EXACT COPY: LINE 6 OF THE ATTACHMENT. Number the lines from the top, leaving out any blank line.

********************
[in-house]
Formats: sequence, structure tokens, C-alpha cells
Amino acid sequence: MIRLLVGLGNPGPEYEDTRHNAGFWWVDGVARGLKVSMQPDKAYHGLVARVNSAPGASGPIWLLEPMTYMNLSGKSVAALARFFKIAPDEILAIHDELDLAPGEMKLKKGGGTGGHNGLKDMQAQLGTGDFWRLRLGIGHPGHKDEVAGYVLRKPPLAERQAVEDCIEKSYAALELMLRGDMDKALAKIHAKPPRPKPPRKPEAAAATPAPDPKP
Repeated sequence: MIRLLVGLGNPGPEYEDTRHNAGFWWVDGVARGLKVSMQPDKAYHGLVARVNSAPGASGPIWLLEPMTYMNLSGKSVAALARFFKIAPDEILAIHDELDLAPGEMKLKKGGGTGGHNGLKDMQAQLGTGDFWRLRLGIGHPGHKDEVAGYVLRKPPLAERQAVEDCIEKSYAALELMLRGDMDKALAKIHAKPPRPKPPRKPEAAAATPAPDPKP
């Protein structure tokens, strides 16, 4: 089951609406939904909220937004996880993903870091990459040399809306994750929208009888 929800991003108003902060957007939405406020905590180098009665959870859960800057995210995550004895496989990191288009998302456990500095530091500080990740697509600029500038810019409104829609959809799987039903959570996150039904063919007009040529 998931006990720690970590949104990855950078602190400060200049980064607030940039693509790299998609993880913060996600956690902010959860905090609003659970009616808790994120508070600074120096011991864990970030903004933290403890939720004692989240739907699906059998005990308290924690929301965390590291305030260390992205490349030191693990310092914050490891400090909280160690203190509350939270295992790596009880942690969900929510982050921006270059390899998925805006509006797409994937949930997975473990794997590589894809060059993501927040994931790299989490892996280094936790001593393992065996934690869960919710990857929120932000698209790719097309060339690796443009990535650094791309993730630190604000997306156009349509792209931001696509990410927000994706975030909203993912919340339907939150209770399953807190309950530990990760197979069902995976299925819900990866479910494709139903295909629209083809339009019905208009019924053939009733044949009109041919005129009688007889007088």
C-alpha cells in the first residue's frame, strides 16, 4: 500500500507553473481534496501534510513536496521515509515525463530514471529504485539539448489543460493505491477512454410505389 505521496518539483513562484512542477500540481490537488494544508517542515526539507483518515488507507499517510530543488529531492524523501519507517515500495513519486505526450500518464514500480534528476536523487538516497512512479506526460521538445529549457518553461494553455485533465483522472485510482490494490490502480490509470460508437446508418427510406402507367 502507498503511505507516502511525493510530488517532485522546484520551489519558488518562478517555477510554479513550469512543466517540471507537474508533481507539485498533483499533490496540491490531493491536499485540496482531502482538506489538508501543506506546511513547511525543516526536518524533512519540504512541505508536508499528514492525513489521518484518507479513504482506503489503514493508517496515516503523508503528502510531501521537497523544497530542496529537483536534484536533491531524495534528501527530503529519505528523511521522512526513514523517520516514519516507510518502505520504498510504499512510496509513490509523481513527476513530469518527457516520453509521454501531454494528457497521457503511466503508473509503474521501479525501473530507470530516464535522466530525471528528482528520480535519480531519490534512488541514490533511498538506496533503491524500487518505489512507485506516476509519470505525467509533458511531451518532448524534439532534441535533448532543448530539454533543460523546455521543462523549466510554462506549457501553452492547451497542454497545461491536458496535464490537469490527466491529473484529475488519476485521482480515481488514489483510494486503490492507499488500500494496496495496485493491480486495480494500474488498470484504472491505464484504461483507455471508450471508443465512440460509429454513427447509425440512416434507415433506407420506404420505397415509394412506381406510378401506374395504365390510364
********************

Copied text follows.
C-alpha cells in the first residue's frame, strides 16, 4: 500500500507553473481534496501534510513536496521515509515525463530514471529504485539539448489543460493505491477512454410505389 505521496518539483513562484512542477500540481490537488494544508517542515526539507483518515488507507499517510530543488529531492524523501519507517515500495513519486505526450500518464514500480534528476536523487538516497512512479506526460521538445529549457518553461494553455485533465483522472485510482490494490490502480490509470460508437446508418427510406402507367 502507498503511505507516502511525493510530488517532485522546484520551489519558488518562478517555477510554479513550469512543466517540471507537474508533481507539485498533483499533490496540491490531493491536499485540496482531502482538506489538508501543506506546511513547511525543516526536518524533512519540504512541505508536508499528514492525513489521518484518507479513504482506503489503514493508517496515516503523508503528502510531501521537497523544497530542496529537483536534484536533491531524495534528501527530503529519505528523511521522512526513514523517520516514519516507510518502505520504498510504499512510496509513490509523481513527476513530469518527457516520453509521454501531454494528457497521457503511466503508473509503474521501479525501473530507470530516464535522466530525471528528482528520480535519480531519490534512488541514490533511498538506496533503491524500487518505489512507485506516476509519470505525467509533458511531451518532448524534439532534441535533448532543448530539454533543460523546455521543462523549466510554462506549457501553452492547451497542454497545461491536458496535464490537469490527466491529473484529475488519476485521482480515481488514489483510494486503490492507499488500500494496496495496485493491480486495480494500474488498470484504472491505464484504461483507455471508450471508443465512440460509429454513427447509425440512416434507415433506407420506404420505397415509394412506381406510378401506374395504365390510364